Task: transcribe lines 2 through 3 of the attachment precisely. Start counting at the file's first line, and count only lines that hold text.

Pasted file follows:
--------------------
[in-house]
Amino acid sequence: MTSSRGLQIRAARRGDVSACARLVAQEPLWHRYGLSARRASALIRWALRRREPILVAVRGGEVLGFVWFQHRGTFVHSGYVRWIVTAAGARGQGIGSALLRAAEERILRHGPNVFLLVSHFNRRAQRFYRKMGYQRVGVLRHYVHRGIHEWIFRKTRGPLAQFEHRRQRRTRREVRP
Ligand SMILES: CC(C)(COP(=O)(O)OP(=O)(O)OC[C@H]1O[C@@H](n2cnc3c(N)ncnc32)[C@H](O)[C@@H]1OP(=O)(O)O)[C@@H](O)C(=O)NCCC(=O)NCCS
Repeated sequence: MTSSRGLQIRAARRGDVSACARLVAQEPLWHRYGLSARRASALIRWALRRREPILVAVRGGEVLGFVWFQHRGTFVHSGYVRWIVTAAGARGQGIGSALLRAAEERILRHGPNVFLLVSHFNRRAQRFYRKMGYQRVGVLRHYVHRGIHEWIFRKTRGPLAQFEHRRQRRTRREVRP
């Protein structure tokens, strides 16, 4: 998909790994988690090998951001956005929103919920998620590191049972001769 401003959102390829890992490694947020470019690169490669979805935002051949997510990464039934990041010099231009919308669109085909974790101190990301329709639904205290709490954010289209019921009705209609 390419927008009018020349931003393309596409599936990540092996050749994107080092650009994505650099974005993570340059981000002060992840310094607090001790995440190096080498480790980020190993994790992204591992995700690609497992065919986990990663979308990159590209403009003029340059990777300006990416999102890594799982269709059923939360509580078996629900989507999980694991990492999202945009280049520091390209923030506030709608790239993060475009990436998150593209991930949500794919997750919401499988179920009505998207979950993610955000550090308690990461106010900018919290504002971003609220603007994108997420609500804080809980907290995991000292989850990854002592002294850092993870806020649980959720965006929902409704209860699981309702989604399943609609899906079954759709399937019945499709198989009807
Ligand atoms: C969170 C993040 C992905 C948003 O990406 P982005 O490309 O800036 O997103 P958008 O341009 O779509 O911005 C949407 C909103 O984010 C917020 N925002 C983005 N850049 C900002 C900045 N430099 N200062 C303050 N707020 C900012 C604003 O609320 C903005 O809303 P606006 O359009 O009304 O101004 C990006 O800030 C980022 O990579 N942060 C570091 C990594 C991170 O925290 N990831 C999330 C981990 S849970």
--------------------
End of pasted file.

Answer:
Amino acid sequence: MTSSRGLQIRAARRGDVSACARLVAQEPLWHRYGLSARRASALIRWALRRREPILVAVRGGEVLGFVWFQHRGTFVHSGYVRWIVTAAGARGQGIGSALLRAAEERILRHGPNVFLLVSHFNRRAQRFYRKMGYQRVGVLRHYVHRGIHEWIFRKTRGPLAQFEHRRQRRTRREVRP
Ligand SMILES: CC(C)(COP(=O)(O)OP(=O)(O)OC[C@H]1O[C@@H](n2cnc3c(N)ncnc32)[C@H](O)[C@@H]1OP(=O)(O)O)[C@@H](O)C(=O)NCCC(=O)NCCS